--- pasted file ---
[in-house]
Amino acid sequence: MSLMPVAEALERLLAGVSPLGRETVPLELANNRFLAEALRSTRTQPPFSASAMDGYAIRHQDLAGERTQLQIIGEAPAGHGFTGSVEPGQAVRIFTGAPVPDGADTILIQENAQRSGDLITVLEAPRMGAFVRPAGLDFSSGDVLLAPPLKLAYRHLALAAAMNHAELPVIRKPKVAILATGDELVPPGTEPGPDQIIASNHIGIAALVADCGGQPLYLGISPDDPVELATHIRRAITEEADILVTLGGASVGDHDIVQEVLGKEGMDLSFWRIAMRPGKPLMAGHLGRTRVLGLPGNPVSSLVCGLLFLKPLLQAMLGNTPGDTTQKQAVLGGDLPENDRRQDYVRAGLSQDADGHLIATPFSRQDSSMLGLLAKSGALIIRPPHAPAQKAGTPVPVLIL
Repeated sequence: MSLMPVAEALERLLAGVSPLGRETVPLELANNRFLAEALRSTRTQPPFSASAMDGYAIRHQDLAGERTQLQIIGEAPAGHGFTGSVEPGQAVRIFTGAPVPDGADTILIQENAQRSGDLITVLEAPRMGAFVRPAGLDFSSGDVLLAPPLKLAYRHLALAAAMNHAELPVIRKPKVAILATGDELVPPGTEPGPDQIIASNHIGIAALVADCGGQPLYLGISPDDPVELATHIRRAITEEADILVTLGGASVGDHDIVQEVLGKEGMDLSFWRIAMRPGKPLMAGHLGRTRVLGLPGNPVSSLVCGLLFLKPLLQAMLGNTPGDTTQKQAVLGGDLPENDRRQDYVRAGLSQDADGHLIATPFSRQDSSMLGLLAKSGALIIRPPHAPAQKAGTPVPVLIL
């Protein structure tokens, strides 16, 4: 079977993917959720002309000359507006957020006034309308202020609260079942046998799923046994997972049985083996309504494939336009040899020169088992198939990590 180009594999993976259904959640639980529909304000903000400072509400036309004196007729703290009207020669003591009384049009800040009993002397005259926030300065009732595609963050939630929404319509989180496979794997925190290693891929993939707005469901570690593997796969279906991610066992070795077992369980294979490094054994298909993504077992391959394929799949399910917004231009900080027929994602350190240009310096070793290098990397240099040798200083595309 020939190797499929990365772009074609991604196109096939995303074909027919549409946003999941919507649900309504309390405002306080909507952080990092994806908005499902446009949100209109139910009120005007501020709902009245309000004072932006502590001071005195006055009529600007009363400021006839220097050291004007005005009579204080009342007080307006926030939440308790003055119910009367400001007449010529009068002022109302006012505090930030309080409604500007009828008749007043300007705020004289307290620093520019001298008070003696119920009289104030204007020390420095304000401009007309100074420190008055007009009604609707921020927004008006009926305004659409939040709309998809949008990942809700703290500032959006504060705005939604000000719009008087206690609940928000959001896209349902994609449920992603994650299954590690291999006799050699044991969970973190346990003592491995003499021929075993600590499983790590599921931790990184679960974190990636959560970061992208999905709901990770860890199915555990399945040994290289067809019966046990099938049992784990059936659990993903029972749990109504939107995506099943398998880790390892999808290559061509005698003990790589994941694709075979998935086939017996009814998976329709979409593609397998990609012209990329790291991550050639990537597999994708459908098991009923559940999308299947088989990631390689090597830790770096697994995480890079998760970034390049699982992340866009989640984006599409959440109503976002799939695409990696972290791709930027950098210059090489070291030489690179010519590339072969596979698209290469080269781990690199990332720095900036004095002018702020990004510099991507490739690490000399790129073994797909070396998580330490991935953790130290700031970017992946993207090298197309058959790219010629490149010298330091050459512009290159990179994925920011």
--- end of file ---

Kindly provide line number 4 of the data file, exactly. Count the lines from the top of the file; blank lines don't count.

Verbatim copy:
């Protein structure tokens, strides 16, 4: 079977993917959720002309000359507006957020006034309308202020609260079942046998799923046994997972049985083996309504494939336009040899020169088992198939990590 180009594999993976259904959640639980529909304000903000400072509400036309004196007729703290009207020669003591009384049009800040009993002397005259926030300065009732595609963050939630929404319509989180496979794997925190290693891929993939707005469901570690593997796969279906991610066992070795077992369980294979490094054994298909993504077992391959394929799949399910917004231009900080027929994602350190240009310096070793290098990397240099040798200083595309 020939190797499929990365772009074609991604196109096939995303074909027919549409946003999941919507649900309504309390405002306080909507952080990092994806908005499902446009949100209109139910009120005007501020709902009245309000004072932006502590001071005195006055009529600007009363400021006839220097050291004007005005009579204080009342007080307006926030939440308790003055119910009367400001007449010529009068002022109302006012505090930030309080409604500007009828008749007043300007705020004289307290620093520019001298008070003696119920009289104030204007020390420095304000401009007309100074420190008055007009009604609707921020927004008006009926305004659409939040709309998809949008990942809700703290500032959006504060705005939604000000719009008087206690609940928000959001896209349902994609449920992603994650299954590690291999006799050699044991969970973190346990003592491995003499021929075993600590499983790590599921931790990184679960974190990636959560970061992208999905709901990770860890199915555990399945040994290289067809019966046990099938049992784990059936659990993903029972749990109504939107995506099943398998880790390892999808290559061509005698003990790589994941694709075979998935086939017996009814998976329709979409593609397998990609012209990329790291991550050639990537597999994708459908098991009923559940999308299947088989990631390689090597830790770096697994995480890079998760970034390049699982992340866009989640984006599409959440109503976002799939695409990696972290791709930027950098210059090489070291030489690179010519590339072969596979698209290469080269781990690199990332720095900036004095002018702020990004510099991507490739690490000399790129073994797909070396998580330490991935953790130290700031970017992946993207090298197309058959790219010629490149010298330091050459512009290159990179994925920011």